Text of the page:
When the IMF published a report into the UK economy last year, I wrote a blog post detailing how it managed to please everyone: George Osborne, Vince Cable, Mervyn King, Ed Balls, everyone. This morning, I’ve been tempted to just publish that post again — because the IMF’s latest report is basically the same. Osborne will be pleased with its emphasis on deficit reduction, including the line that ‘Strong fiscal consolidation is underway and reducing the high structural deficit over the medium term remains essential.’ And he’ll also want to draw attention to its suggestion that the UK’s weak growth is largely down to ‘transitory commodity price shocks and heightened uncertainty following the intensification of stress in the euro area’. Cable will approve of its warnings about ‘tight credit conditions’ and its calls for further credit easing. For Mervyn King, there’s praise for the ‘bold monetary stimulus’ that is low interest rates and Quantitative Easing. And for Ed Balls there’s a consolatory paragraph about how ‘fiscal easing’ — which is to say, temporary tax cuts and spending increases — may help if the economy doesn’t pick up after all. Like I say, there’s something in there for everyone.
But, really, the most significant thing about today’s report is its emphasis on monetary policy. It doesn’t just approve of Quantitative Easing and low interest rates — it calls for more. And so, ‘Evidence suggests that QE can continue to support demand by lowering long-term interest rates and improving banks’ liquidity.’ And, ‘The Monetary Policy Committee should also reassess the efficacy of cutting the policy rate below its current level of 0.5 per cent.’ Only if these don’t work, says the IMF, should the Chancellor then consider loosening his fiscal consolidation, so to speak.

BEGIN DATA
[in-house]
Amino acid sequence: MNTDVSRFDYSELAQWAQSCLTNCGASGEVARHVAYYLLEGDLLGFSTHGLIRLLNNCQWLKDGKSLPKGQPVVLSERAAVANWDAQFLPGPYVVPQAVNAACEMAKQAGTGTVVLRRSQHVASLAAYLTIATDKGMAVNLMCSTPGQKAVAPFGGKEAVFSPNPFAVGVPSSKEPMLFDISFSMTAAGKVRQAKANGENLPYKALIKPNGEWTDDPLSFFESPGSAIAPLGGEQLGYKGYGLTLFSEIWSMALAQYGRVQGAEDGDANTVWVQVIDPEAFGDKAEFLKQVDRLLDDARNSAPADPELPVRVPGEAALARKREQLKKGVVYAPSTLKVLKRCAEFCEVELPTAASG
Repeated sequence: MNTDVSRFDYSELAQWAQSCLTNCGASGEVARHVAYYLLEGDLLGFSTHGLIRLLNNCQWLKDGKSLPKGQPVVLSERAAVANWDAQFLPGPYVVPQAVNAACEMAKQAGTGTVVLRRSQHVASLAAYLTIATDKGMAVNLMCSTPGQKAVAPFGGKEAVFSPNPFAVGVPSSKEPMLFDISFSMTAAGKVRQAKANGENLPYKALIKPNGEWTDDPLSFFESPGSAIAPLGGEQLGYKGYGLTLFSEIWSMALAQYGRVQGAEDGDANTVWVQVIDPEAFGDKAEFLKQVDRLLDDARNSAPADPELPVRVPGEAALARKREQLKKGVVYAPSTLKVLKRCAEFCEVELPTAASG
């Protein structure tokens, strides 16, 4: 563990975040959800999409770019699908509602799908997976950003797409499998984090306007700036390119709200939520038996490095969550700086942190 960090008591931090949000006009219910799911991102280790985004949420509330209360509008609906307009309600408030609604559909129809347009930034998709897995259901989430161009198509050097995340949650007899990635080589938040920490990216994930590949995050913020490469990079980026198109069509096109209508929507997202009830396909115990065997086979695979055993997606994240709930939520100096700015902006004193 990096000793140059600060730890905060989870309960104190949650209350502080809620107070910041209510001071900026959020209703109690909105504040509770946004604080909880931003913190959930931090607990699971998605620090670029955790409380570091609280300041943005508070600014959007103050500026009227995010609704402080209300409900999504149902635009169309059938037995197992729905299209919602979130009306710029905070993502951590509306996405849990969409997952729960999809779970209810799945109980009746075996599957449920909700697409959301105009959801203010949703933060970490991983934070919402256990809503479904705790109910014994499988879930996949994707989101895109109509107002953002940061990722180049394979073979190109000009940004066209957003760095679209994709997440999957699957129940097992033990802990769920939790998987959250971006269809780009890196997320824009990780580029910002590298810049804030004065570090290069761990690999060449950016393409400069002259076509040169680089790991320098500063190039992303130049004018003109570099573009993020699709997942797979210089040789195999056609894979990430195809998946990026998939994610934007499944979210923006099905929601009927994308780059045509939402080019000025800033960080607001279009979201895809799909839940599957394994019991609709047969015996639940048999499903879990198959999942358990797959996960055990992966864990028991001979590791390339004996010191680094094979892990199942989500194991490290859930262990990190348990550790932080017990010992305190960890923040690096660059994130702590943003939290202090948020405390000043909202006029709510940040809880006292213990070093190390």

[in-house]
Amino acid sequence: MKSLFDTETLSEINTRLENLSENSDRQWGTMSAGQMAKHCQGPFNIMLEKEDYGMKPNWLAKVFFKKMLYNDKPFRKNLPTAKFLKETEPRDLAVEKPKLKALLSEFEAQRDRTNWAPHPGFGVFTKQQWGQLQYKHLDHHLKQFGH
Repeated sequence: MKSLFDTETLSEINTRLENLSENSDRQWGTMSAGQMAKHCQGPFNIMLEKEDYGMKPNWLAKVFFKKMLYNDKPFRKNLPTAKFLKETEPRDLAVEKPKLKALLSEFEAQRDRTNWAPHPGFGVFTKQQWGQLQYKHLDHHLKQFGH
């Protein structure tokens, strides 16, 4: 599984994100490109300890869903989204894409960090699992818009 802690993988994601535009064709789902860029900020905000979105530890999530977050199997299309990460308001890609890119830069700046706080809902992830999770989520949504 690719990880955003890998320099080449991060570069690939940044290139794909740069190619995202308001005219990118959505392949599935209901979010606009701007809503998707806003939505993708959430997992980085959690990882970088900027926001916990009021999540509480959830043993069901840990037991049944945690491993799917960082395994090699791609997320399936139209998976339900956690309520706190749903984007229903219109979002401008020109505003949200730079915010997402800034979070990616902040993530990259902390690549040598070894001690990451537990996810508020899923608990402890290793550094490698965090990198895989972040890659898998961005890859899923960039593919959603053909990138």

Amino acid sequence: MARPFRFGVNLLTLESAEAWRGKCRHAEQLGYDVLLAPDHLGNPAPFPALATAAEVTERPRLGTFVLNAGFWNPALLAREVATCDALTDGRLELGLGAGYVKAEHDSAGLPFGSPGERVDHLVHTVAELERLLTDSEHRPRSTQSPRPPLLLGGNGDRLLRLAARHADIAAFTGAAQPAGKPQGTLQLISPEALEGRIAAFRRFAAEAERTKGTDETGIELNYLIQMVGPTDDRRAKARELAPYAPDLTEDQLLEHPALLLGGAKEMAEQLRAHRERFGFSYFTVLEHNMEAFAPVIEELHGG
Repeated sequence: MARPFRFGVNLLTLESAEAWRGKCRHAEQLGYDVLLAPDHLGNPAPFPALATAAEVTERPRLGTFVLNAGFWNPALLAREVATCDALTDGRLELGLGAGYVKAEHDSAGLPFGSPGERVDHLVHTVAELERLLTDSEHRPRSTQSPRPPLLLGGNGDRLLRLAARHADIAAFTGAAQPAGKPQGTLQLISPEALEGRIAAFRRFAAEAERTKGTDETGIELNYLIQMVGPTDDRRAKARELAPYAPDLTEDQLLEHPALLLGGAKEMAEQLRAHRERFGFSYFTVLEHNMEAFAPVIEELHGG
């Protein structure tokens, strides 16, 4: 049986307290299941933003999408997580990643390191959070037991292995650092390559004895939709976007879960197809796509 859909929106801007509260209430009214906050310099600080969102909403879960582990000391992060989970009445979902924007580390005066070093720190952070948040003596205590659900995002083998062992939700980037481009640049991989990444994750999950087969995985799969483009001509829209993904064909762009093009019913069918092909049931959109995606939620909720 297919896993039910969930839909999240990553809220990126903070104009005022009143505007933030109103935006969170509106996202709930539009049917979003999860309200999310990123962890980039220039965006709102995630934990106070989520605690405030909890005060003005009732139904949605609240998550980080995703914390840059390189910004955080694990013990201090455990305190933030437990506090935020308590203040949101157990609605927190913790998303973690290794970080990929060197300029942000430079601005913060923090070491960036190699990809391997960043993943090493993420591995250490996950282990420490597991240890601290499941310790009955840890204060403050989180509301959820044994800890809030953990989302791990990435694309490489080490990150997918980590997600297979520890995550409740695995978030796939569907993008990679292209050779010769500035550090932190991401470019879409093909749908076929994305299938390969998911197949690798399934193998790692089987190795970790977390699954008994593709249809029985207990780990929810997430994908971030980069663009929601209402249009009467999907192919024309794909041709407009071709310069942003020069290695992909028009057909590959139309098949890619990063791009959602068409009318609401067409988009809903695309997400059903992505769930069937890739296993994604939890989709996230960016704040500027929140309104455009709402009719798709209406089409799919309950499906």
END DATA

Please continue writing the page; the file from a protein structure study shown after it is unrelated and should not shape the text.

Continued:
This is only one report, to be ignored or heeded as you like — but there’s something significant about it nonetheless. Seems to me that the IMF are tacitly acknowledging that, when it comes to our economic recovery, it’s Mervyn who’s in charge. Which is fine: we at the Spectator have previously called QE the ‘most radical economic policy’ underway in Britain today. But, as I’ve said before, it does raise questions about whether that policy is being scrutinised properly.